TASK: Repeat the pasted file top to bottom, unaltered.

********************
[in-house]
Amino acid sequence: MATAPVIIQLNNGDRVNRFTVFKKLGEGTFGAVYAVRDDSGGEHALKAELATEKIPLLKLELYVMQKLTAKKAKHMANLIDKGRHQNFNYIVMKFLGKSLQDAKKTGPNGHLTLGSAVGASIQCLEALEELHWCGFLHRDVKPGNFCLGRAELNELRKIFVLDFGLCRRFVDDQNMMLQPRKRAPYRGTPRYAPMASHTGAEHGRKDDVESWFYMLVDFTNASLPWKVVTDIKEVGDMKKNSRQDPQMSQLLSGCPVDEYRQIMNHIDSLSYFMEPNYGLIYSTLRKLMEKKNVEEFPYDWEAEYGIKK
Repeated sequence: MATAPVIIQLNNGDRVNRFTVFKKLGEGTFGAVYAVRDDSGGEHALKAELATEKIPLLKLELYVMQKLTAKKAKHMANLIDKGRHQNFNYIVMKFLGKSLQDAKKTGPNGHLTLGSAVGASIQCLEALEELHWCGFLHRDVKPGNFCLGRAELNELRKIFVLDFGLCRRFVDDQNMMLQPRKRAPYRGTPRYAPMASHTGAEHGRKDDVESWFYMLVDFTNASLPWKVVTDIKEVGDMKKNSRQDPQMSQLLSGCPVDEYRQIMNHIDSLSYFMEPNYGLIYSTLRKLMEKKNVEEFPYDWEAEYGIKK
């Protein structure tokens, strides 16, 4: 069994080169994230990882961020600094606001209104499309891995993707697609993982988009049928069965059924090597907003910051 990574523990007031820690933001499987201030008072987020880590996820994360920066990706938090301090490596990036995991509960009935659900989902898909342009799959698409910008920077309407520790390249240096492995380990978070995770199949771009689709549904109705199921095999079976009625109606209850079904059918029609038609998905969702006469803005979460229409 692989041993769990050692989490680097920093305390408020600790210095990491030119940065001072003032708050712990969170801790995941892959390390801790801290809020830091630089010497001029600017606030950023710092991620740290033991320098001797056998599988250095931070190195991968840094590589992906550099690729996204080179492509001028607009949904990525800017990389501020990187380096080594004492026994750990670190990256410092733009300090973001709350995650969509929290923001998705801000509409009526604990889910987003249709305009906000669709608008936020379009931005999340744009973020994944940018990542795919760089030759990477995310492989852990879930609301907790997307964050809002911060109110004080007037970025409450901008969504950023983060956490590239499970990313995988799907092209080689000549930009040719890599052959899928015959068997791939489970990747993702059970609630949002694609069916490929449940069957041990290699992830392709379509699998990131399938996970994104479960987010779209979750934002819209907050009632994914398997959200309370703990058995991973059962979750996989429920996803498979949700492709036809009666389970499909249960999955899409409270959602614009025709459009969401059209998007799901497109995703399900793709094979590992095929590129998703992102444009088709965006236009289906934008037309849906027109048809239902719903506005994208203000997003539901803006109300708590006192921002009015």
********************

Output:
[in-house]
Amino acid sequence: MATAPVIIQLNNGDRVNRFTVFKKLGEGTFGAVYAVRDDSGGEHALKAELATEKIPLLKLELYVMQKLTAKKAKHMANLIDKGRHQNFNYIVMKFLGKSLQDAKKTGPNGHLTLGSAVGASIQCLEALEELHWCGFLHRDVKPGNFCLGRAELNELRKIFVLDFGLCRRFVDDQNMMLQPRKRAPYRGTPRYAPMASHTGAEHGRKDDVESWFYMLVDFTNASLPWKVVTDIKEVGDMKKNSRQDPQMSQLLSGCPVDEYRQIMNHIDSLSYFMEPNYGLIYSTLRKLMEKKNVEEFPYDWEAEYGIKK
Repeated sequence: MATAPVIIQLNNGDRVNRFTVFKKLGEGTFGAVYAVRDDSGGEHALKAELATEKIPLLKLELYVMQKLTAKKAKHMANLIDKGRHQNFNYIVMKFLGKSLQDAKKTGPNGHLTLGSAVGASIQCLEALEELHWCGFLHRDVKPGNFCLGRAELNELRKIFVLDFGLCRRFVDDQNMMLQPRKRAPYRGTPRYAPMASHTGAEHGRKDDVESWFYMLVDFTNASLPWKVVTDIKEVGDMKKNSRQDPQMSQLLSGCPVDEYRQIMNHIDSLSYFMEPNYGLIYSTLRKLMEKKNVEEFPYDWEAEYGIKK
């Protein structure tokens, strides 16, 4: 069994080169994230990882961020600094606001209104499309891995993707697609993982988009049928069965059924090597907003910051 990574523990007031820690933001499987201030008072987020880590996820994360920066990706938090301090490596990036995991509960009935659900989902898909342009799959698409910008920077309407520790390249240096492995380990978070995770199949771009689709549904109705199921095999079976009625109606209850079904059918029609038609998905969702006469803005979460229409 692989041993769990050692989490680097920093305390408020600790210095990491030119940065001072003032708050712990969170801790995941892959390390801790801290809020830091630089010497001029600017606030950023710092991620740290033991320098001797056998599988250095931070190195991968840094590589992906550099690729996204080179492509001028607009949904990525800017990389501020990187380096080594004492026994750990670190990256410092733009300090973001709350995650969509929290923001998705801000509409009526604990889910987003249709305009906000669709608008936020379009931005999340744009973020994944940018990542795919760089030759990477995310492989852990879930609301907790997307964050809002911060109110004080007037970025409450901008969504950023983060956490590239499970990313995988799907092209080689000549930009040719890599052959899928015959068997791939489970990747993702059970609630949002694609069916490929449940069957041990290699992830392709379509699998990131399938996970994104479960987010779209979750934002819209907050009632994914398997959200309370703990058995991973059962979750996989429920996803498979949700492709036809009666389970499909249960999955899409409270959602614009025709459009969401059209998007799901497109995703399900793709094979590992095929590129998703992102444009088709965006236009289906934008037309849906027109048809239902719903506005994208203000997003539901803006109300708590006192921002009015």